Dec
16
2017
Clear
Saturday
High 48° / Low 31°
Chance of Rain
Sunday
High 40° / Low 36°

Articles About Yellow Springs Chamber of Commerce

  • Restorative justice and Yellow Springs a good fit

    Villagers Jennifer Berman and Jalyn Roe are the organizing forces behind a national conference on restorative justice, “Healing Harms in Today’s Troubled World,” to be held Oct. 27–29 at Antioch College. The event aims to teach participants about the principles and practices of restorative justice. (Photo by Diane Chiddister)

    “Healing Harms in Today’s Troubled World,” the first Annual Community and Restorative Justice Symposium, will be held in the village, from Oct. 27 to 29.

  • Out (and about) on the street

    Attendees of the 2017 Spring Street Fair seemed to be having a good time, including this bubble-blower on Dayton Street. (Photo by Aaron Zaremsky)

    Some villagers have reported that Saturday’s Spring Street Fair 2017 was the best ever.

  • Yellow Springs Hardware, a new old store

    Yellow Springs has had the same hardware more than 90 years, yet it has changed hands only three times. Kathy Macklemore, left, who has managed the store for 16 years, is pictured here with the new owners of Yellow Springs Hardware, Shep Anderson and Gilah Pomeranz. The couple took over at the beginning of January, though Macklemore will stay on as manager. (Photo by Matt Minde)

    There has been a hardware store in Yellow Springs for more than 90 years, and throughout that time, it has changed hands only three times.

  • Neigh sayers

    “Yellow Friday,” Yellow Springs’ alternative to Black Friday, had a festive air thanks to sidewalk music, longer shop hours and free horse-drawn cart rides.

  • Pop culture

    Justin and Jennifer Stafford of Oakwood, kneeling and at right, and their daughter, Harper, left bottom corner, were among the bubble-lovers who visited Yellow Springs on Sunday to take part in the annual Bubblefest. (Photo by Diane Chiddister)

    Yellow Springs annual Bubblefest was held on Sunday, Sept. 3. The event brought hundreds of visitors for hours of soapy diversion.

  • Living, learning in the real world

    Alexandra Scott, known in Yellow Springs as Alex, posed outside the Spirited Goat on a recent afternoon. The Dayton Street coffeehouse is one of her favorite village haunts. A poet, activist and events coordinator extraordinaire, Scott moved here in 2012 and has gradually made the village her home. (Photo by audrey Hackett)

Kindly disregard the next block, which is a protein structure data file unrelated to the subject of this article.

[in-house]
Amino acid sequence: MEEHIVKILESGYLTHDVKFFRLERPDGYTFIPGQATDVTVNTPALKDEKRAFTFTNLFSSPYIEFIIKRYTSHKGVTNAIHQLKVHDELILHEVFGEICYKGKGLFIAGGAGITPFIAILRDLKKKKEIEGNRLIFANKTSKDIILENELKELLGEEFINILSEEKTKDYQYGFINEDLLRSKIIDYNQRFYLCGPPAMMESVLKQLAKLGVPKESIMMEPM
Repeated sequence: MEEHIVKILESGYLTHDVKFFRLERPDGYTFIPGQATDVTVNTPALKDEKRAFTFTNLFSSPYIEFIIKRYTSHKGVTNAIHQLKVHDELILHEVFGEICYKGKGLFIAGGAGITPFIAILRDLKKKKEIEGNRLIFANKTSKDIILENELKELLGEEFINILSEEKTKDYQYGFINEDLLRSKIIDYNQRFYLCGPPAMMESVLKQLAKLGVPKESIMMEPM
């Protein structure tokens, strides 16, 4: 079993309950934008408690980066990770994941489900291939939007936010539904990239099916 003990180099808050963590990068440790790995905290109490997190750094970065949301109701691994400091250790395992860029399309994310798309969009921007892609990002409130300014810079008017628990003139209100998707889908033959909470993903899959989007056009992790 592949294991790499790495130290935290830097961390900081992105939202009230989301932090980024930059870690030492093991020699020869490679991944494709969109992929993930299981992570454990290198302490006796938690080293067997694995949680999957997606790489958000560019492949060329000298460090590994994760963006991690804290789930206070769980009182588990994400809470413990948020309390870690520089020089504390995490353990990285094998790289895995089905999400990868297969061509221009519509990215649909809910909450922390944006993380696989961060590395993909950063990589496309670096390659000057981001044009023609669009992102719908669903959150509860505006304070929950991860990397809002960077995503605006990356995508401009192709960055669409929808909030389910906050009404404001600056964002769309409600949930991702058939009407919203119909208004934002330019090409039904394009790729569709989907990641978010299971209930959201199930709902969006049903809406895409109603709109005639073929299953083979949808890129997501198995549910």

Meet Alexandra Scott: event planner, poet, activist, coffeehouse lover, future entrepreneur, villager.

  • Sift through OATS for some eclectic home décor

    Sam Jacobs and shop owner, Abbey Knight stand in front the newest store downtown, OATS, Ohio Antique Trading Supply. (Photo by Carol Simmons)

    The newest store on the downtown Xenia Avenue strip brings an eclectic mix of mostly home décor items that combine a sense of old and new.

  • Merry marchers, friendly fire on the Fourth

    Richard Zopf whipped up patriotic fervor for the Odd Fellows, who organized 4th of July parade and fireworks. (PHhoto by Diane Chiddsiter)

    Villagers and visitors didn’t let gloomy skies and the occasional raindrop thwart their Fourth of July on Monday.

  • A spotlight on local black history

    Antioch Professor of History Kevin McGruder, left, and Mills Lawn School Counselor John Gudgel, former principal of Yellow Springs High School, helped develop the new brochure, “Blacks in Yellow Springs,” highlighting the rich history of African Americans in the village. Undertaken by the 365 Project, the brochure is available at the Yellow Springs Chamber of Commerce, the Train Station and elsewhere in the village. (Photo by Dylan Taylor-Lehman)

    “If it weren’t for the role blacks have played in Yellow Springs, Yellow Springs wouldn’t be what it is today,” noted Yellow Springer John Gudgel recently.

  • Yellow Springs Street Fair: Blue notes, blue skies

    Musician Tumust Allison from Dayton played a powerful sax during last Saturday’s Street Fair. (Photo by Aaron Zaremsky)

    Temperatures on Saturday hit 93 degrees, but the music was even hotter than the weather.